In the spring of 1915, during the Second Battle of Ypres, Belgium in what was then called “The Great War,” the German army launched one of the first chemical attacks ever employed in history, using chlorine gas against Allied Forces.
As the battle raged, John McCrae, brigade surgeon of the Canadian Field Artillery, wrote these words in a letter: “I saw the tragedy of war enacted. A wagon, or a bunch of horses or a stray man would get there just in time for a shell. One could see the absolute knockout; or worse yet, at night one could hear the tragedy, a horse’s scream or a man’s moan.”
McCrae’s friend and fellow soldier Lieutenant Alexis Helmer was killed on May 2 when a German artillery shell exploded near him. After helping bury what body parts could be found in a makeshift grave marked with a simple wooden cross, McCrae presided over the funeral. Then he decided to honor Helmer and others who had died by writing a poem.
Poetry wasn’t a new endeavor for McCrae. He’d begun writing poems as a teenager and had taught English before beginning his medical education. While studying to become a physician, he continued to write and eventually published sixteen poems and a number of short stories in various magazines. Legend has it that McCrae was dissatisfied with his battlefield poem, entitled “In Flanders Fields,” and threw it away. Fellow soldiers retrieved it from the trash. It was published anonymously in “Punch” magazine in December, 1915 and quickly became one of the most frequently quoted poems about World War I. It was often used to recruit soldiers and to sell war bonds.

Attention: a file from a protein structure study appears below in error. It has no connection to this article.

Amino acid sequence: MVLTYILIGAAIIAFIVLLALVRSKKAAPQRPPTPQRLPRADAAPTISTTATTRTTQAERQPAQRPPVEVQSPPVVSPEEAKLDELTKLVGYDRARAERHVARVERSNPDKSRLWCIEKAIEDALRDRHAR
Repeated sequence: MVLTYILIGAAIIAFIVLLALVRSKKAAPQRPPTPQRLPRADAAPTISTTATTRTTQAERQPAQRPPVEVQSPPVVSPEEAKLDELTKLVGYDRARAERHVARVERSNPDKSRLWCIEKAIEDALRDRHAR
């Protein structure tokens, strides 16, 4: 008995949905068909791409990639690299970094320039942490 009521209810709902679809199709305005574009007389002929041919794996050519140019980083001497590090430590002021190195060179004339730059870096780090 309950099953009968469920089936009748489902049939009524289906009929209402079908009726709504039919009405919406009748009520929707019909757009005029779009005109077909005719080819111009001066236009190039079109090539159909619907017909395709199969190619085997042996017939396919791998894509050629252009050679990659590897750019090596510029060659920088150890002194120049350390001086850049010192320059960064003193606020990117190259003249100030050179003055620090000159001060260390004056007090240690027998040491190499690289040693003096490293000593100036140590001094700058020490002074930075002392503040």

More than a hundred years later, “In Flanders Fields” continues to be among the most famous poems of its era and one of Canada’s best known literary works, re-published throughout the world in numerous languages. Here’s how it goes:
In Flanders fields the poppies blow
Between the crosses, row on row,
That mark our place; and in the sky
The larks, still bravely singing, fly
Scarce heard amid the guns below.
We are the Dead. Short days ago
We lived, felt dawn, saw sunset glow,
Loved and were loved, and now we lie,
In Flanders fields.
Take up our quarrel with the foe:
To you from failing hands we throw
The torch: be yours to hold it high.
If you break faith with us who die
We shall not sleep, though poppies grow
In Flanders fields.
The poem is often read aloud in remembrance of the ultimate sacrifice made by members of the armed forces not only in World War I, but in all wars. It is, appropriately, a staple of Memorial Day observances in the United States. The part of the story we don’t often hear is that Alexis Helmer’s grave, along with the graves of tens of thousands of others soldiers buried on the battlefields of Ypres, was lost.
That in itself is reason enough to pause and remember, this coming Monday and always.
(May 28, 2022)